How farmers understand their autonomy and the significance of this understanding for environmental management in New Zealand : a thesis presented in partial fulfilment of the requirements for the degree of Master of Environmental Management at Massey University, New Zealand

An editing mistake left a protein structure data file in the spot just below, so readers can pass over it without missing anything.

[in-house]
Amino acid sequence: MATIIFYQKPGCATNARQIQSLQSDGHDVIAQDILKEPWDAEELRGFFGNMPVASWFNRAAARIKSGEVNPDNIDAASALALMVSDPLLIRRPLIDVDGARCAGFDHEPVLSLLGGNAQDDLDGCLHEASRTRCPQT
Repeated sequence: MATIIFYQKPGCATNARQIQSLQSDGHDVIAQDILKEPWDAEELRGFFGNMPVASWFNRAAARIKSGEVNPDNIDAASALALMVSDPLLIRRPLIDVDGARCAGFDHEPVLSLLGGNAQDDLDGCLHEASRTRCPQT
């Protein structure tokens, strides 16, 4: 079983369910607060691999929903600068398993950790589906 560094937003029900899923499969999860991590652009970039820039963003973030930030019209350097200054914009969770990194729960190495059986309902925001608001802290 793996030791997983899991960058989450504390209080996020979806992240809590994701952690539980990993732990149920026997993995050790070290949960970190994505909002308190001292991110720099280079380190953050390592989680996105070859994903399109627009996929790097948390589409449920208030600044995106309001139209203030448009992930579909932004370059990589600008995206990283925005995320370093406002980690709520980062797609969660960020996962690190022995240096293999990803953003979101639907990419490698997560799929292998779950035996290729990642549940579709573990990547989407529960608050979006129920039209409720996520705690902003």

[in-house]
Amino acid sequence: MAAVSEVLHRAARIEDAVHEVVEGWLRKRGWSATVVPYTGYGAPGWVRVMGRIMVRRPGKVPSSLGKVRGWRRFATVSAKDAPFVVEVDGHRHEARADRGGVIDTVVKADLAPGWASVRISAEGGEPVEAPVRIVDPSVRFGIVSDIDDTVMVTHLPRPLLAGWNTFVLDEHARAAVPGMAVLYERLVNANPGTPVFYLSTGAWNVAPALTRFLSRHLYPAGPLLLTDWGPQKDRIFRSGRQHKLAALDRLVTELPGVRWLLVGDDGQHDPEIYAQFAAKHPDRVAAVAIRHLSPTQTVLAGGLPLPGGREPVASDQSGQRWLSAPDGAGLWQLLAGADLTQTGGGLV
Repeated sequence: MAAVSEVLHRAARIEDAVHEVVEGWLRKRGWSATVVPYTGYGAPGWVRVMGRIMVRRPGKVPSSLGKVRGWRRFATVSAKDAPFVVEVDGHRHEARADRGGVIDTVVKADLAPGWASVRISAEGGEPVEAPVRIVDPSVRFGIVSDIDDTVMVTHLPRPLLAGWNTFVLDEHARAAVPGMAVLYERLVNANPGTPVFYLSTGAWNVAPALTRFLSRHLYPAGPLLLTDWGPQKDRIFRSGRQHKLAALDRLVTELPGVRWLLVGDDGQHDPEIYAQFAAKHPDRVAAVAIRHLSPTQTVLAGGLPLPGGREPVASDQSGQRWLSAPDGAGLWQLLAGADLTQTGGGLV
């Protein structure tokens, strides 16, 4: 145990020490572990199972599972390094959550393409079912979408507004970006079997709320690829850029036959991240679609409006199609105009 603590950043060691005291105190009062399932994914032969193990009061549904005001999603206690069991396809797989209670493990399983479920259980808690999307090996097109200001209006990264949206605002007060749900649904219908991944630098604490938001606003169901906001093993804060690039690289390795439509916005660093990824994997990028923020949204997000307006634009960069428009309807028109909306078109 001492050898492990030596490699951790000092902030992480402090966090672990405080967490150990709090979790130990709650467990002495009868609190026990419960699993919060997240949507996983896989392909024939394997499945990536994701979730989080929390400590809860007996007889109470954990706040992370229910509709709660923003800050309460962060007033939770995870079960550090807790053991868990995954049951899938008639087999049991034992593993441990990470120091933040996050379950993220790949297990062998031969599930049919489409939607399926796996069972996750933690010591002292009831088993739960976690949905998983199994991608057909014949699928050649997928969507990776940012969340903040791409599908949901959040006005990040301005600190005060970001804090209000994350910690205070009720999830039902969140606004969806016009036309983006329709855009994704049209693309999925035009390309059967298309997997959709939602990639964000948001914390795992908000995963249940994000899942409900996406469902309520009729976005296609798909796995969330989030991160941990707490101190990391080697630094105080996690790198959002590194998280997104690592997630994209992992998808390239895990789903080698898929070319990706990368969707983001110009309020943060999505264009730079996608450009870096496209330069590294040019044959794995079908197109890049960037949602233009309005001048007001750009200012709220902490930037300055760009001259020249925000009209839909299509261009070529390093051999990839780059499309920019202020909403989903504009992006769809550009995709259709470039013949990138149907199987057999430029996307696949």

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This thesis explores farmer understanding of autonomy and what this means for environmental management. Whilst prior research has shown that farmers place a high value on their autonomy, there has been little work conducted to understand how significant maintaining this autonomy is for environmental management. In New Zealand, ongoing conflict regarding top-down agricultural regulation and the current momentum towards establishing farmer-led catchment collectives suggests that farmers want to maintain autonomy over the environmental action that they take. To explore farmer understandings of autonomy in the context of environmental management, this research undertook semi-structured interviews with nine dairy farmers in the Waikato region utilizing a thematic analysis approach. The key findings revealed that farmer autonomy is complex, it is not static. This research also identified four recurring components of autonomy which were embedded within the interviewees’ collective understanding of their autonomy. These components indicated that farmers often defined their autonomy as their ability to 1) act as active sharers rather than passive receivers of knowledge, 2) use modes of self-regulation via collective action, 3) pursue their interests and values without fear of undue financial constraints, and 4) enact their own sense of obligation to their land in accordance with their personal stewardship values. Overall, this research supports the idea that farmer autonomy can be preserved whilst achieving beneficial environmental outcomes through the promotion of farmer-led collaborative groups and networks that encourage farmer knowledge exchange. This study also highlights the importance of creating mechanisms that provide farmers with financial support and acknowledge farmer feelings of responsibility for their land. This research therefore argues that a top-down regulatory approach which inadvertently marginalises farmer autonomy may be detrimental to the future of effective environmental management in New Zealand.